However, it is important to note that there may be a way for a plaintiff to delay the filing date for their case. One possibility that could allow a plaintiff to delay their filing deadline is if the plaintiff was under the age of majority when they were injured. The statute of limitations would not begin to run until the plaintiff reached the age of 18. Additionally, the plaintiff would still have two years from the date they reached the age of 18 to file their case. However, a parent or legal guardian may be able to file a claim on the minor’s behalf.
Another scenario that could result in a plaintiff having their personal injury lawsuit delayed is being disabled to the point where they cannot pursue their claim. When this happens, the disabled person’s claim will be delayed until or if they recover from their disability.
However, you should not assume that you can delay your case under these circumstances. An experienced Abington personal injury lawyer can help you with any issues regarding your brain injury case.
How to Extend the Statute of Limitations Deadline
If you believe the filing deadline for your brain injury case is quickly approaching or has already passed, you may still have options available to extend your filing deadline.
One possibility to extend the statute of limitations involves being under the age of majority when you suffered the brain injury. When you suffer an injury while you are under the age of 18, the filing deadline’s clock will not begin to run until you turn 18. This means if you suffered a brain injury at the age of 16, the statute of limitations deadline for your case would not begin to run until your 18th birthday. You have an additional two years after you turn 18 to file your case. This method of delaying the statute of limitations is referred to as “infancy.” However, you do not have to wait until you are 18, and your parents can bring a personal injury lawsuit on your behalf if you suffered a brain injury as a minor.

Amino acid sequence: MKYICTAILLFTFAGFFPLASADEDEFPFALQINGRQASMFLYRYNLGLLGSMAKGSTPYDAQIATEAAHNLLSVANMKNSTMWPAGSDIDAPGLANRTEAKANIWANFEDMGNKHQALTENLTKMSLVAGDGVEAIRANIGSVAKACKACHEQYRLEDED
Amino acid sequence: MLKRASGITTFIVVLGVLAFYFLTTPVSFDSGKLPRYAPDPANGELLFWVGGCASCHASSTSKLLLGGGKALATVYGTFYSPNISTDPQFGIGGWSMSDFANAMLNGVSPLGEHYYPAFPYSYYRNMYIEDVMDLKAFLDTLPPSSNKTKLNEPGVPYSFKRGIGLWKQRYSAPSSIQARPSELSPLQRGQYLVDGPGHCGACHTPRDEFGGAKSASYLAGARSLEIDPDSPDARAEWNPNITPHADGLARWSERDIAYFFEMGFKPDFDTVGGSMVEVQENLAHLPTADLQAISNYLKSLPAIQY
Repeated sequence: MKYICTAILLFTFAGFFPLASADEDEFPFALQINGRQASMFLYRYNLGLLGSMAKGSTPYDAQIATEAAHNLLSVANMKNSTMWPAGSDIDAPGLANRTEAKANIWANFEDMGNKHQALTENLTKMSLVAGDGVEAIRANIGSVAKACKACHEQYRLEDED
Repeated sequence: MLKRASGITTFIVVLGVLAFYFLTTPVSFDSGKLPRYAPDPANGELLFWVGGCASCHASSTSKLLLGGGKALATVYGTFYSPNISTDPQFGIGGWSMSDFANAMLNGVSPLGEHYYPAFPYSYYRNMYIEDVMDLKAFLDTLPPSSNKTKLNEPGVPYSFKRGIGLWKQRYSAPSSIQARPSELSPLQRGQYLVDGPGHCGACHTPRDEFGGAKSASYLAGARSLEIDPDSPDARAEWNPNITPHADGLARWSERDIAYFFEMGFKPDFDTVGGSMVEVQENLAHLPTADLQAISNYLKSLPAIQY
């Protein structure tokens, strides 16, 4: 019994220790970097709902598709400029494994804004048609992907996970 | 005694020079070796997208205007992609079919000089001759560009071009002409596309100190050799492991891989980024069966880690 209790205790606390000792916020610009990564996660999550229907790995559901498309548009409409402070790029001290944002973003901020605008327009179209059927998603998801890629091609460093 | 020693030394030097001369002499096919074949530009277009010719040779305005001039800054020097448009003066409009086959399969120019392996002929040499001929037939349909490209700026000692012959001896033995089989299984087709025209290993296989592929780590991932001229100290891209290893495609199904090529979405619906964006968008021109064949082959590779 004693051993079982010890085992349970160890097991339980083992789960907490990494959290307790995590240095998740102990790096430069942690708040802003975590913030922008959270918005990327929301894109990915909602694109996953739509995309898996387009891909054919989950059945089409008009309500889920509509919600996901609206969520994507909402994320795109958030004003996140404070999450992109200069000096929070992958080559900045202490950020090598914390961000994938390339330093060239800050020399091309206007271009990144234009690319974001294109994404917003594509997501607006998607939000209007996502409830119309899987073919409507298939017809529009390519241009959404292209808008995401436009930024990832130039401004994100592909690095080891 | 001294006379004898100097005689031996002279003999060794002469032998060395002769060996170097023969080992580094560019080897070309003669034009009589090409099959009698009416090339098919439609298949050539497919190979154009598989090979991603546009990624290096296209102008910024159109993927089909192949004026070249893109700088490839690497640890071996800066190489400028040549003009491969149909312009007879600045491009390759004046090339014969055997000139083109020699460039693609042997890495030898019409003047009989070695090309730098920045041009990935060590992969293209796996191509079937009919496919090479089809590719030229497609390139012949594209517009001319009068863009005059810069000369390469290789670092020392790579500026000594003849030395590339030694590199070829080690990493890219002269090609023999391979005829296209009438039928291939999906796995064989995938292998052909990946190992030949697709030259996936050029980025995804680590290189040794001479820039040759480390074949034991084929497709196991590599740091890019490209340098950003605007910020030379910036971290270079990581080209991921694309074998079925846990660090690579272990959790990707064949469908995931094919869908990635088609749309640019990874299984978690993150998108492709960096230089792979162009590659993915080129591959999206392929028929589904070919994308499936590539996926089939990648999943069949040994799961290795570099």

Another method for extending the statute of limitations is Pennsylvania’s discovery rule. The discovery rule states that an individual who is unaware of their injury or does not have a reason to suspect they are injured will not immediately be held to the two-year time limit. The statute of limitations will begin to run once they discover the injury and its cause. For example, if you are in a car accident and suffer a brain injury you do not know about, the statute of limitations will be delayed until you discover the injury. This rule often applies even if you only discover the injury after the standard two-years from the injury.